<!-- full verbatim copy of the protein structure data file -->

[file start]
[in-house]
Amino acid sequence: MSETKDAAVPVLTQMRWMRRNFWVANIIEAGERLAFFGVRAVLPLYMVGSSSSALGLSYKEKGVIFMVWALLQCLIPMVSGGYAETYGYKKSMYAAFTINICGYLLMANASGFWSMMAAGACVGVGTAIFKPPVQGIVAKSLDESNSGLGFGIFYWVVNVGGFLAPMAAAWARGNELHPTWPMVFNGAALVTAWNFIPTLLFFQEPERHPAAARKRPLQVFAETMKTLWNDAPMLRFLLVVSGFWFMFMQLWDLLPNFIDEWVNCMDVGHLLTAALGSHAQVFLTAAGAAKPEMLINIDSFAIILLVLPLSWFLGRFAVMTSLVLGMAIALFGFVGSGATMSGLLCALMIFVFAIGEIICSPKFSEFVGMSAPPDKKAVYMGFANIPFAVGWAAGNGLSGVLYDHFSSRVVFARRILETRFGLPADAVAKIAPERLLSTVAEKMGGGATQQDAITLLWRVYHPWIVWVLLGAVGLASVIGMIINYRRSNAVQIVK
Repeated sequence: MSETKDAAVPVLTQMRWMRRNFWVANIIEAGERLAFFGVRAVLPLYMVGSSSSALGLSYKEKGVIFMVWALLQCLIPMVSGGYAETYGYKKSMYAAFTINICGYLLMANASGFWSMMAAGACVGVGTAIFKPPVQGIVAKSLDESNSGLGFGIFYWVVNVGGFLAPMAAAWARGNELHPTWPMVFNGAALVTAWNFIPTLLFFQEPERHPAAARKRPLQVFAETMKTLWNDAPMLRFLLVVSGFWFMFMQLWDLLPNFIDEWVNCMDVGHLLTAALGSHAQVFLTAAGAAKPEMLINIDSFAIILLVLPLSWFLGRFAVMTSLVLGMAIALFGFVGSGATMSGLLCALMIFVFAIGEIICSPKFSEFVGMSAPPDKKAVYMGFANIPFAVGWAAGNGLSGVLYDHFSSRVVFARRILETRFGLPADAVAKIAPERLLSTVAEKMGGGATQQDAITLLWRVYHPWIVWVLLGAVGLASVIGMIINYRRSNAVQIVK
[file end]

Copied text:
[in-house]
Amino acid sequence: MSETKDAAVPVLTQMRWMRRNFWVANIIEAGERLAFFGVRAVLPLYMVGSSSSALGLSYKEKGVIFMVWALLQCLIPMVSGGYAETYGYKKSMYAAFTINICGYLLMANASGFWSMMAAGACVGVGTAIFKPPVQGIVAKSLDESNSGLGFGIFYWVVNVGGFLAPMAAAWARGNELHPTWPMVFNGAALVTAWNFIPTLLFFQEPERHPAAARKRPLQVFAETMKTLWNDAPMLRFLLVVSGFWFMFMQLWDLLPNFIDEWVNCMDVGHLLTAALGSHAQVFLTAAGAAKPEMLINIDSFAIILLVLPLSWFLGRFAVMTSLVLGMAIALFGFVGSGATMSGLLCALMIFVFAIGEIICSPKFSEFVGMSAPPDKKAVYMGFANIPFAVGWAAGNGLSGVLYDHFSSRVVFARRILETRFGLPADAVAKIAPERLLSTVAEKMGGGATQQDAITLLWRVYHPWIVWVLLGAVGLASVIGMIINYRRSNAVQIVK
Repeated sequence: MSETKDAAVPVLTQMRWMRRNFWVANIIEAGERLAFFGVRAVLPLYMVGSSSSALGLSYKEKGVIFMVWALLQCLIPMVSGGYAETYGYKKSMYAAFTINICGYLLMANASGFWSMMAAGACVGVGTAIFKPPVQGIVAKSLDESNSGLGFGIFYWVVNVGGFLAPMAAAWARGNELHPTWPMVFNGAALVTAWNFIPTLLFFQEPERHPAAARKRPLQVFAETMKTLWNDAPMLRFLLVVSGFWFMFMQLWDLLPNFIDEWVNCMDVGHLLTAALGSHAQVFLTAAGAAKPEMLINIDSFAIILLVLPLSWFLGRFAVMTSLVLGMAIALFGFVGSGATMSGLLCALMIFVFAIGEIICSPKFSEFVGMSAPPDKKAVYMGFANIPFAVGWAAGNGLSGVLYDHFSSRVVFARRILETRFGLPADAVAKIAPERLLSTVAEKMGGGATQQDAITLLWRVYHPWIVWVLLGAVGLASVIGMIINYRRSNAVQIVK